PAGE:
on January 28, 2011
This is an incredible book. As I am also ill with Chronic Fatigue Syndrome, though in a much less debilitating way, I could relate to Elizabeth Bailey. I find it very generous on her part to have spent all that little energy she has to share that exceptional experience. The rythm of the writing in a way is the rythm of the snail, calming, relaxing. But, at the same time, we are very much taken by the story of the snail's every day life. Elizabeth doesn't write much about her very serious illness, just enough to make us realize to what extent the snail plays a role in her life and how it helps her go through each day. For those who are ill and housebound, this book will help see life differently and bring some ligh in those dark moments. For those who are in good health, it will be a worthwhile pause in the frantic pace we live in... and you will look at nature, particularly a snail, much differently. Elizabeth with this book shows us that she is not only a talented writer, but also shows that each creature, even the very small ones, has a role on this planet.
Elisabeth Tova Bailey is bedridden with a mysterious disease that has left her paralyzed but she finds meaning in her life through observing a small woodland snail!! The snail served as her entertainment, her connection to a world beyond her own suffering and gave her hope and strength to carry on and wait for her health to improve. Being bedridden she is cut-off from the world and lives like a "hermit" just like her snail.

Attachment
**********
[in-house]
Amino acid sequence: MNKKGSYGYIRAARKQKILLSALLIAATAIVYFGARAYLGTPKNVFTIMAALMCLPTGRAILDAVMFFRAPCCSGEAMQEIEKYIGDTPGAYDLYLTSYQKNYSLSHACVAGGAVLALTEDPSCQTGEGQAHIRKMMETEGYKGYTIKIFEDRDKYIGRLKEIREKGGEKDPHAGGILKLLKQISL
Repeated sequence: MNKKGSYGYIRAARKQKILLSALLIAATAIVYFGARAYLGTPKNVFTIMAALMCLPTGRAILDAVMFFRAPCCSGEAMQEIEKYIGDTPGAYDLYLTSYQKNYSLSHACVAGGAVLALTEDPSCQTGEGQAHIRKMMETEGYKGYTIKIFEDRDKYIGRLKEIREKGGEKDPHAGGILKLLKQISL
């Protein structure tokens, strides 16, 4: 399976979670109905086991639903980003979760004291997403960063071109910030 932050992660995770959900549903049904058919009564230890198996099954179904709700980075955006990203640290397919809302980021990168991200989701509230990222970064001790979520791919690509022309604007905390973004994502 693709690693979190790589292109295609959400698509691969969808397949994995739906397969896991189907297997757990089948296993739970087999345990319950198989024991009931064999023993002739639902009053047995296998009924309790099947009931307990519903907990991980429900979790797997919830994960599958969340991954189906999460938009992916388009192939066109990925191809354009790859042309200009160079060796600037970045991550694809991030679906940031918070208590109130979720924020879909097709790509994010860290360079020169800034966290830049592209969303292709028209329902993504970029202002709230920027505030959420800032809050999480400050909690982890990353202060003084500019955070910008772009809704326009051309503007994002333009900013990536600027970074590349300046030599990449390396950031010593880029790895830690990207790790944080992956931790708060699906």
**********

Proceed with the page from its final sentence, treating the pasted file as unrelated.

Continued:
Ms. Bailey does not complain about her illness, her time is better spent being curious about her snail and marvelling at how resilient it is. By watching so intently and being a studious pupil, Bailey tells us she wants to fight her illness but that wouldn't have been possible without her snail.
The latter part of the book reads more like a textbook on snails and other mollusks, but I would have liked to hear more of Bailey's life and her thoughts about her illness.
There is one line in the book that I will quote here because I find it is so very, very true. "Illness isolates; the isolated become invisible; the invisible become forgotten."
Anyone who reads this is going to love it and it's not like your typical memoir, it's a very different type of story which you'll thoroughly enjoy!